Under legislation introduced on Tuesday in the Rhode Island House and Senate, 24 recreational marijuana retail licenses will be issued following the approval and subsequent enactment of the rules by the newly created “cannabis control commission.” Six licenses will be reserved for “social equity applicants,” that is, people who represent communities that suffered disproportionately over the several decades and ultimately failed in the “war on drugs.” Six more licenses will be reserved for issue to worker cooperatives, which are employee-owned businesses that share profits equally among all employees. The remaining twelve licenses will go to what I will refer to as the “Big Pot”: millionaire investors and venture capitalists from out of state.
This is a missed opportunity.
Certainly there should be licenses for social equity applicants. But why only six? If we were to somehow add up the costs of the drug war in terms of families separated, lives destroyed, and misery created, six licenses would seem like an insult, not an honest attempt to make up for decades of racialized surveillance and abuse. A more serious offer would be in the realm of 75% or more licenses for social equity applicants.
Rhode Island business incubators and the Department of Commerce You must be willing to provide the training and resources necessary to ensure the success of these new businesses. But these should not be ordinary business. Why should we allow millionaires and private equity investors to dominate Rhode Island’s fledgling marijuana industry when instead we can build a new kind of industry, the first anywhere, based entirely on a cooperative model?
In their simplest form, cooperatives are worker-owned businesses, run democratically by the workers, with profits shared equally between worker/owners. The money generated by this new industry of cooperative ventures will not flow out of the state and into New York banks, but will go to individuals and families here in the state, encouraging local investment and purchases. These families will build homes, spend money on local businesses, pay taxes here in Rhode Island, and start building generational wealth.
Imagine 24 new businesses, each with 30 employees, earning the amount of money that will support new families. We’re talking about hundreds and eventually more than a thousand families who prosper, work, live and spend right here in our state.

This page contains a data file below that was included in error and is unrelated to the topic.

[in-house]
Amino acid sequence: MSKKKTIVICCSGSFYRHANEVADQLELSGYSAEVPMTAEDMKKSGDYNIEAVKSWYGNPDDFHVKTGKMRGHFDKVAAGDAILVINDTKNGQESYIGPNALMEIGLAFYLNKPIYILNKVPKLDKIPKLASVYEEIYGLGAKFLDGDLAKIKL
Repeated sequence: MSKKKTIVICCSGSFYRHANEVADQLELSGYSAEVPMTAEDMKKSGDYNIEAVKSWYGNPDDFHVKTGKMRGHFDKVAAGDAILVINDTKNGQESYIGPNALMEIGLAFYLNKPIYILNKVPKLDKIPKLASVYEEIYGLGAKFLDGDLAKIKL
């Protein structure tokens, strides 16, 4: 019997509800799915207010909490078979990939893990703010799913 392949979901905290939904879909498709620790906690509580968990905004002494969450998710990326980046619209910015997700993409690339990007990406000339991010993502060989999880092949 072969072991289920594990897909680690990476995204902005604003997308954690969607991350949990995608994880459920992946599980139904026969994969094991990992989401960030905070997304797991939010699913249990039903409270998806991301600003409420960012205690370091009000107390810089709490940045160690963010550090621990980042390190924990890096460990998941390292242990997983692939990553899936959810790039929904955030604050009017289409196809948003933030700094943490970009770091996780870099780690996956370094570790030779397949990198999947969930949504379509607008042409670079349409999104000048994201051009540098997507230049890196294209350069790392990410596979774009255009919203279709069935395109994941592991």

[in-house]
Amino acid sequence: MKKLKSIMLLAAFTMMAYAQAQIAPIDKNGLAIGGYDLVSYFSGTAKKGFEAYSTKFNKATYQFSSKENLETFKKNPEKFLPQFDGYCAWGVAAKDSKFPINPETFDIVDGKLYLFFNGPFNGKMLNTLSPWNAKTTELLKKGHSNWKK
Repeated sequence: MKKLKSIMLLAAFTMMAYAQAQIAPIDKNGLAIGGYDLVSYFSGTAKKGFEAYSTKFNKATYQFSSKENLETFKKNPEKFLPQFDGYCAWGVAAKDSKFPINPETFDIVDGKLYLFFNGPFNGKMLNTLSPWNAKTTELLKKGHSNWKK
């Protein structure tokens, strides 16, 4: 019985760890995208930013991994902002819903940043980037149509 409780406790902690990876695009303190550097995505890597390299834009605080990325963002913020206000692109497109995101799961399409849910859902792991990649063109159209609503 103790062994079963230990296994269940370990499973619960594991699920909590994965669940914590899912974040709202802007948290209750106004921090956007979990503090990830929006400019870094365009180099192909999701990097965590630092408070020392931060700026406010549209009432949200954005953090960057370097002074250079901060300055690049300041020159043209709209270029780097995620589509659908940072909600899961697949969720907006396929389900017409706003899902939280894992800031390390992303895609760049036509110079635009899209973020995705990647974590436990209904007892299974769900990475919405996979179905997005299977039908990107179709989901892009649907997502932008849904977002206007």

Dollars spent in the local community circulate through the local community, spreading that wealth. A family that earns enough to eat out will spend money at local restaurants and buy their food at local stores.
Cooperatives build communities, not only among the workers/owners, but also outside the business and in the community. Instead of fostering predatory money-stealing businesses like payday lenders, a worker/owner-led cooperative will have the community connections that lead to community investment.
All decisions made by cooperatives are decided democratically by the workers/owners. Companies with strong democratic ethics and profit sharing will attract top talent eager to get in on that action. Employees will be driven to succeed not because they want a paycheck and need to keep their millionaire bosses happy, but because they know that the harder they work, the more money the business they own will make.
If you lived in Seekonk and had to choose between spending your money at a corporate pot warehouse in Massachusetts or a super cool worker-owned co-op in East Providence, where would you rather shop? Employees/owners will see customer service as more than just selling the boss’s product, they’ll see it as a way to show pride in the business they’re so eager to make successful.
Cooperatives have challenges. For example, they have difficulty finding financing. This is where the government can step in and provide assistance. If the state is going to subsidize businesses, why not do it for an entirely new industry that has the potential to bring over a thousand people into the middle class in a few years?
Cooperatives also find it difficult to compete with companies that are not cooperatives. Decisions made democratically are slower than those made by a single entrepreneur making gut decisions quickly. There are ways to organize cooperatives to avoid some of this, but how much better would it be if the competition was entirely from other cooperatives? All cooperatives would be more or less on an equal footing and not have to worry about competing with companies that have millions in out-of-state investments and non-cooperative decision-making structures.
We are talking about 24 new multi-million dollar businesses, 75% of them with a social equity component and all focused on a worker/owner model. This can only have a positive effect on the Rhode Island economy. To encourage this, the government must step in with the seed money, legal structures, and business help these new businesses need. The mission and scope of the “cannabis control commission” should change. It should provide help with bookkeeping and taxes, location services, and anything else these businesses need to be successful. We have an opportunity to establish a strong new industry that may be unique to Rhode Island.
And while we’re at it, let’s ditch the name “cannabis control commission” and come up with something better, like “Cooperative Cannabis Incubator.”